Somebody asked me to write some notes about the void in architecture (and, why not?, also in the city).
They asked me also to think about my PhD thesis on shapes & monuments in writing those notes.
But somehow my french writers and philosophers (I mean Foucault, Bergson, Deleuze, Bachelard) brought me in an old distopian vision about the super-types of any architecture of the western civilazation: the panopticon and the labyrinth.
Those super-models dealt with the creepy fear of the void, the possibility to think about the void in a completely artificial way. You must be prisoned to understand the void, because prison is the real transposition of a spaced place, totally predictable, with a perfect superimposition of mind-control strategies and space organization.
The counter-super-type of the labyrinth is the trasposition of the possible (for Modernity): you can go where you want, but if you have a purpouse then you must chose the right way. Labyrinth doesn’t deal with freedom, for the fact that you must go or act, you’re not free to stand or rest in a labyrinth.
Panopticon is the super-type of the modern city. Exodus declared it in a pretty ugly way. For the panopticon the void is necessary to see everything. The skyscraper is the place for the guardsman.
Labyrinth is the super-type of the heterotopia, a place without a place, in which you are alone and probably with no specific identity. You can’t say whether you are a guard or a prisoner. The void is the space of this shifting-dualities.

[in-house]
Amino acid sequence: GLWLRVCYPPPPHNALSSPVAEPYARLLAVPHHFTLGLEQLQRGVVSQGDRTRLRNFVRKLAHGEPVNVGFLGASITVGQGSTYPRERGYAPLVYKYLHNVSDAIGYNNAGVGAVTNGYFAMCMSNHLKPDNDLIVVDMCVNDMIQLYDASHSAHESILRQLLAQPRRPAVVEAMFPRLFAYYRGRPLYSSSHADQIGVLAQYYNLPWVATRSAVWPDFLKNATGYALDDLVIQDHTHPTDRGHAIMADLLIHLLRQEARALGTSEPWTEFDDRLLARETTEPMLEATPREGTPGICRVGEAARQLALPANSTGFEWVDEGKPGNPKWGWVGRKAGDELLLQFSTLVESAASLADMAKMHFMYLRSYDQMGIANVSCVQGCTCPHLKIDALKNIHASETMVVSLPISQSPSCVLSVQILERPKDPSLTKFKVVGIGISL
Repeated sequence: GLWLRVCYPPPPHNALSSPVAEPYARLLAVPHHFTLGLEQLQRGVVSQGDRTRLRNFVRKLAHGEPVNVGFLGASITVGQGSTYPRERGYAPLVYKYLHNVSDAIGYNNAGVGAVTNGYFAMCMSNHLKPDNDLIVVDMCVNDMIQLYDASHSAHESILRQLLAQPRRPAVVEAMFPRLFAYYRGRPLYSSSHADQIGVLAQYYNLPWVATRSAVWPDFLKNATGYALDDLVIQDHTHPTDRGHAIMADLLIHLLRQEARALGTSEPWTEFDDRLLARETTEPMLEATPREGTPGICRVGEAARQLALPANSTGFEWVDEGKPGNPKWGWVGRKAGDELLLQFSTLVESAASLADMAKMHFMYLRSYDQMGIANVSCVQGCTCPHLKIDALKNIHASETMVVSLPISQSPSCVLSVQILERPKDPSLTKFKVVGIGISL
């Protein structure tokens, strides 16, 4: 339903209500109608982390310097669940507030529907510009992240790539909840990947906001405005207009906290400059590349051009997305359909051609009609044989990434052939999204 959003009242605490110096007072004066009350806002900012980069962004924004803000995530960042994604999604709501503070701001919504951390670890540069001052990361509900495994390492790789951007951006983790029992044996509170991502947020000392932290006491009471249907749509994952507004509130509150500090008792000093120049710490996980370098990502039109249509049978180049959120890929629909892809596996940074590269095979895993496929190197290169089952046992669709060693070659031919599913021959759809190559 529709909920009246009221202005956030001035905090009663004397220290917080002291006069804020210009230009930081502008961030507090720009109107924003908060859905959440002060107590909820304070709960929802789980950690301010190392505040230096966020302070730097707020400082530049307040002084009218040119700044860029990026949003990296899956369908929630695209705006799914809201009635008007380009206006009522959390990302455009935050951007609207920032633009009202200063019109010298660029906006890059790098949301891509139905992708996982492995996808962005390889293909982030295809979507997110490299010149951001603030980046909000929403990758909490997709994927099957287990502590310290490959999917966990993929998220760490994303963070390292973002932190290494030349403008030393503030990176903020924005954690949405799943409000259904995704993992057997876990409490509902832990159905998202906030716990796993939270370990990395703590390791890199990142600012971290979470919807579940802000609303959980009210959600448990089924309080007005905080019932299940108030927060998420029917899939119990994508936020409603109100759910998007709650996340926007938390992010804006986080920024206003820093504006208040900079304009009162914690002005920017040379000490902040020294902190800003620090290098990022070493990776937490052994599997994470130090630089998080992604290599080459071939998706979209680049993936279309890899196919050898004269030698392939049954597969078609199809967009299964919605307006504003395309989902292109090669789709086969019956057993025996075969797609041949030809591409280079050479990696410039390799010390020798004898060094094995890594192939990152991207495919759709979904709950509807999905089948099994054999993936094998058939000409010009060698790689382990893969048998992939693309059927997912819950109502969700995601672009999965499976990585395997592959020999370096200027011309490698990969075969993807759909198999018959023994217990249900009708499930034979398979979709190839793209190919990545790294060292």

In the late ’90s cinematography has metabolized these two super-type, showing that they weren’t part of our future way of thinking anymore. Two motion-pictures showed that when you loose the words you simply cannot image future anymore (without changing you interpretative tools).
|the void of ‘Structure’ – or when you can see your desires outside the panopticon-type
(from The Matrix)
|the void inside the labyrinth-type – or when you must have only one desire
(from The Cube)
Next step is to consider one simple fact: the space is only present. Both The Matrix and The Cube showed that the possibility of escape is in a new time-type. In the Cube you don’t know your past, in the Matrix you don’t know your future.
Perhapes there is (somewhere) a new kind of time-void which can let us understand how we can communicate and design the future.